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# Temporal and frequency response Notes | EduRev

## : Temporal and frequency response Notes | EduRev

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Objectives_template
file:///G|/optical_measurement/lecture10/10_1.htm[5/7/2012 11:56:40 AM]
Module 2: Review of Probes and Transducers
Lecture 10: Temporal and frequency response

The Lecture Contains:
Transient and Frequency Response
Lumped Analysis
Analysis with Spatial Variations

Page 2

Objectives_template
file:///G|/optical_measurement/lecture10/10_1.htm[5/7/2012 11:56:40 AM]
Module 2: Review of Probes and Transducers
Lecture 10: Temporal and frequency response

The Lecture Contains:
Transient and Frequency Response
Lumped Analysis
Analysis with Spatial Variations

Objectives_template
file:///G|/optical_measurement/lecture10/10_2.htm[5/7/2012 11:56:40 AM]
Module 2: Review of Probes and Transducers
Lecture 10: Temporal and frequency response

Transient and Frequency Response
There are three fundamental questions that need to be answered with respect to the temporal
response of a probe and a measurement system which are subjected to a non-zero input. These are :
1. If the input is steady, how long will it take for the probe response to become steady?
2. If the input is steady, is the probe response oscillatory?
3. If the input is periodic, what is the critical frequency beyond which the output has a negligible
amplitude?
Question 3 addresses the problem of attenuation of signals as they pass through the probe and the
measurement system. Further attenuation of signals can take place in spatially distributed systems
due to a non-uniform response of different parts of the probe. For example, in a pitot tube the fluid
close to the wall is always at rest while the bulk of the fluid within it will move during a transient. In a
hot-wire anemometer, the temperature may not be uniform along its length and in particular, the
portion of the wire close to the prongs will be at the prong temperature. Hence it would take finite time
to re-establish the temperature profile along the wire. The reciprocal of this time determines the cut-
off frequency beyond which the signal amplitude is unacceptably small.

Page 3

Objectives_template
file:///G|/optical_measurement/lecture10/10_1.htm[5/7/2012 11:56:40 AM]
Module 2: Review of Probes and Transducers
Lecture 10: Temporal and frequency response

The Lecture Contains:
Transient and Frequency Response
Lumped Analysis
Analysis with Spatial Variations

Objectives_template
file:///G|/optical_measurement/lecture10/10_2.htm[5/7/2012 11:56:40 AM]
Module 2: Review of Probes and Transducers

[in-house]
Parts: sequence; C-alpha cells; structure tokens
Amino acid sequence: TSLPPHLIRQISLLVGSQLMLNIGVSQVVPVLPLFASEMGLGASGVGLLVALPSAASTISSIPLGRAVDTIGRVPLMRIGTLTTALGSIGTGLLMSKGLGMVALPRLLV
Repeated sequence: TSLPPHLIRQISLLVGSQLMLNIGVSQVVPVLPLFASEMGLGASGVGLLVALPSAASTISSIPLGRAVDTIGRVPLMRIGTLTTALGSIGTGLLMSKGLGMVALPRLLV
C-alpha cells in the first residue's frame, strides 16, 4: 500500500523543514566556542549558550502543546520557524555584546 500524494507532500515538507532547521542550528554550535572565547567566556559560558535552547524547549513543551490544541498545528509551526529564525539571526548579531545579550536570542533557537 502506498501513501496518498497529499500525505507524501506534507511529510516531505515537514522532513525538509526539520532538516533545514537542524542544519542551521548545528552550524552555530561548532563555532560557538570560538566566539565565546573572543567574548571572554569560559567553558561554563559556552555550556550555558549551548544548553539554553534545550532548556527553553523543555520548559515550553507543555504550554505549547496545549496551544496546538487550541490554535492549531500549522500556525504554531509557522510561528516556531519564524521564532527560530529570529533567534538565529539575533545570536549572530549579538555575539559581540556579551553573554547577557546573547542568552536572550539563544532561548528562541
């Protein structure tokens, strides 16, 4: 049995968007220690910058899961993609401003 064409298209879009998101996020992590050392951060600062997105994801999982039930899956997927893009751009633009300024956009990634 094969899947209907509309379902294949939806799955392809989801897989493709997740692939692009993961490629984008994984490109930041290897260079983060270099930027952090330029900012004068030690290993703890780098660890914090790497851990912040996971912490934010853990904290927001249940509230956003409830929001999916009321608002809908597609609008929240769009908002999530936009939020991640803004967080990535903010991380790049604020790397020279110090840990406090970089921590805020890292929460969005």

Lecture 10: Temporal and frequency response

Transient and Frequency Response
There are three fundamental questions that need to be answered with respect to the temporal
response of a probe and a measurement system which are subjected to a non-zero input. These are :
1. If the input is steady, how long will it take for the probe response to become steady?
2. If the input is steady, is the probe response oscillatory?
3. If the input is periodic, what is the critical frequency beyond which the output has a negligible
amplitude?
Question 3 addresses the problem of attenuation of signals as they pass through the probe and the
measurement system. Further attenuation of signals can take place in spatially distributed systems
due to a non-uniform response of different parts of the probe. For example, in a pitot tube the fluid
close to the wall is always at rest while the bulk of the fluid within it will move during a transient. In a
hot-wire anemometer, the temperature may not be uniform along its length and in particular, the
portion of the wire close to the prongs will be at the prong temperature. Hence it would take finite time
to re-establish the temperature profile along the wire. The reciprocal of this time determines the cut-
off frequency beyond which the signal amplitude is unacceptably small.

Objectives_template
file:///G|/optical_measurement/lecture10/10_3.htm[5/7/2012 11:56:40 AM]
Module 2: Review of Probes and Transducers
Lecture 10: Temporal and frequency response

Lumped Analysis
A lumped parameter analysis of probes is given below. The effect of spatial variability is discussed
through specific examples later in this chapter. Let  be the flow input and  the probe output.
The order of a probe, a transducer or a measurement system is determined by the order of the
differential equation relating  and  with time  as the independent variable. Hence we have: